Is mob justice now poetic justice?
Alan Dershowitz: Our Constitution has passed this difficult stress test
Our Constitution was subjected to a difficult stress test this week. For the first time in modern history, violent protesters breached the Capitol and entered the chambers and offices of members of Congress, threatening lives and destroying property. Deaths and injuries occurred.
The primary fault lies with the protesters themselves. However, there was more than enough blame to go around here. The police should have been better prepared for the rioters, who were urged by President Trump to go to the Capitol. It was inevitable that some may break the law, trespass on federal property, and perhaps engage with acts of violence.
But it was a mistake to cast blame on officials who exercised their right to object to an election at rallies and in Congress. The First Amendment and the speech and debate clause of the Constitution are crucial elements of our democracy. Their limits were tested by the remarks Trump made with his supporters and by those of Senator Ted Cruz and others.
While neither the First Amendment nor the speech and debate clause are limited to words and rhetoric with which we concur, they were designed to permit controversial speech, or even dangerous speech, that remains within the constraints of the law. The remarks this week, while disturbing and concerning, were well within those federal constraints.
To hold speakers accountable for violence that ensued would endanger our rights protected by the Constitution. Free speech is not free. Illegal actions, including violence, often follow incendiary words. When French publication Charlie Hebdo deliberately published cartoons that the staff knew would be offensive to Muslims, its editors should have anticipated the possibility of heated reactions. When the violence did in fact occur, some blamed the publication and tried to limit free speech.
The same holds true across history, as union leaders, civil rights activists, and so many others have made remarks they knew or should have known risked violence. I have defended such agitators over the last half century and will continue to do so. Efforts to constrain free speech based on this possibility of violence would do more enduring harm to our fundamental rights than those rioters themselves did with all their chaos.
Thomas Jefferson addressed this on the eve of the 25th anniversary of the Declaration of Independence. He tackled the notion that a minister whose sermon incited some violence should be punished. He argued against that action with prescient words and stated, "We have nothing to fear from the demoralizing reasons of some if others were left free to demonstrate their errors, and especially the law stands ready to punish the first criminal acts produced by false reasoning, as these are safer correctives."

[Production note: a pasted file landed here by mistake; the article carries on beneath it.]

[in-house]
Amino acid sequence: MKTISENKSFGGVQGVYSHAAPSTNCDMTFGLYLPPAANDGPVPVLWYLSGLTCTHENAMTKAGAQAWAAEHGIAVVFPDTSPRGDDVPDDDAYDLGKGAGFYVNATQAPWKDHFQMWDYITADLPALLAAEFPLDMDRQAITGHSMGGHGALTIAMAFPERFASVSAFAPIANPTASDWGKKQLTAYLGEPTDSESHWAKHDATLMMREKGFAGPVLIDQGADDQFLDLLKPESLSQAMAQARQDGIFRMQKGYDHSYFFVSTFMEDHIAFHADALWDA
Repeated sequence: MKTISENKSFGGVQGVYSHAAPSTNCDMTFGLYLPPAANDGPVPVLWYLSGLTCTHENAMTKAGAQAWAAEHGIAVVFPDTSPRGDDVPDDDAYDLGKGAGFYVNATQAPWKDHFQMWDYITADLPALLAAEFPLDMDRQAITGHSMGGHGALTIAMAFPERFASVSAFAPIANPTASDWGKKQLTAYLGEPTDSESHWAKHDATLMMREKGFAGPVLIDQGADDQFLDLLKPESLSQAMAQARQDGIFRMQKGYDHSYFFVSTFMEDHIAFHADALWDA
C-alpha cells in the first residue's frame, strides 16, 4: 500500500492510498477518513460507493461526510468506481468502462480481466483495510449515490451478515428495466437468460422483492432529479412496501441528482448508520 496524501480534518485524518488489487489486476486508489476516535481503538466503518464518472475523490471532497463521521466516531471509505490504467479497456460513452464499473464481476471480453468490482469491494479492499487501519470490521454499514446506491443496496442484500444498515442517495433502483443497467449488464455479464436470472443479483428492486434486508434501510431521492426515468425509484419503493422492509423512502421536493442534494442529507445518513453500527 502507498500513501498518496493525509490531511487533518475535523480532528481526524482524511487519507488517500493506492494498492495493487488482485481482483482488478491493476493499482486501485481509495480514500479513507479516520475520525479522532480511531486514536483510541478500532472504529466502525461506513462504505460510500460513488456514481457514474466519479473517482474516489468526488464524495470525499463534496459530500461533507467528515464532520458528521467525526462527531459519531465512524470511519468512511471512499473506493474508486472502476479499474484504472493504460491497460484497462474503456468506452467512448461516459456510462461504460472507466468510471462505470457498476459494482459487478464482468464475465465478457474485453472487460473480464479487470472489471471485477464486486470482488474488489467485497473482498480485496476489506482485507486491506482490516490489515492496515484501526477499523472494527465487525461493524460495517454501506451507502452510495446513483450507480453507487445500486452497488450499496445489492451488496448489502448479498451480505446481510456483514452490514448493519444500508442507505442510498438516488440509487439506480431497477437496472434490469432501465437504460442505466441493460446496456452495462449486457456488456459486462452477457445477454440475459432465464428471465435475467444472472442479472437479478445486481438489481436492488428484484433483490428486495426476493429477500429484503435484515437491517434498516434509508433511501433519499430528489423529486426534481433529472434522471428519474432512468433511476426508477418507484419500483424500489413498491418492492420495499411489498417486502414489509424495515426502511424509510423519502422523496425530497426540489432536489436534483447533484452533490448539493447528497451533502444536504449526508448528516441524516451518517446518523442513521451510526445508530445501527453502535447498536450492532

The framers of our First Amendment understood that free speech is not free. It carries with it significant risk. Those risks came to fruition in the terrible assault on the Capitol. But the Constitution has endured similar assaults, and it will endure this one as well. Some critics have called for the invocation of the 25th Amendment to replace Trump for his last two weeks in office. It was created to replace a president unable to perform duties due to medical incapacity. It was not intended as a substitute for impeachment or to stop a controversial president from finishing a term. This is unrelated, and efforts to use it imperil the rule of law.
The same is true of efforts for the second impeachment of Trump. Nothing that he did, regardless of the merits or demerits, comes within the criteria for impeachment and removal. Some believe that while there is no chance of removing him, he should face impeachment, since Democrats have the votes in the House for impeachment, but not the votes with the Senate for removal. That is an exercise in power rather than in legality.
The Constitution was subjected to a difficult stress test this week. But the Constitution, with its system of checks and balances, passed these stress tests. The debate resumed in Congress, and the resolutions doubting the election failed. Trump even wrote, "There will be an orderly transition on January 20." Further, several of the rioters will be charged and convicted. No compromises were made, at least not yet, with our basic liberties. So the bad news is that violence occurred on the grounds of our Capitol for several hours. But the great news is that our nation survived.
Alan Dershowitz, professor emeritus at Harvard Law School, served on the legal team representing President Trump during the Senate impeachment trial. He is author of the recent book "Cancel Culture: The Latest Attack on Free Speech and Due Process" and his podcast "The Dershow" is also now available on Spotify and YouTube. You can find him on Twitter @AlanDersh.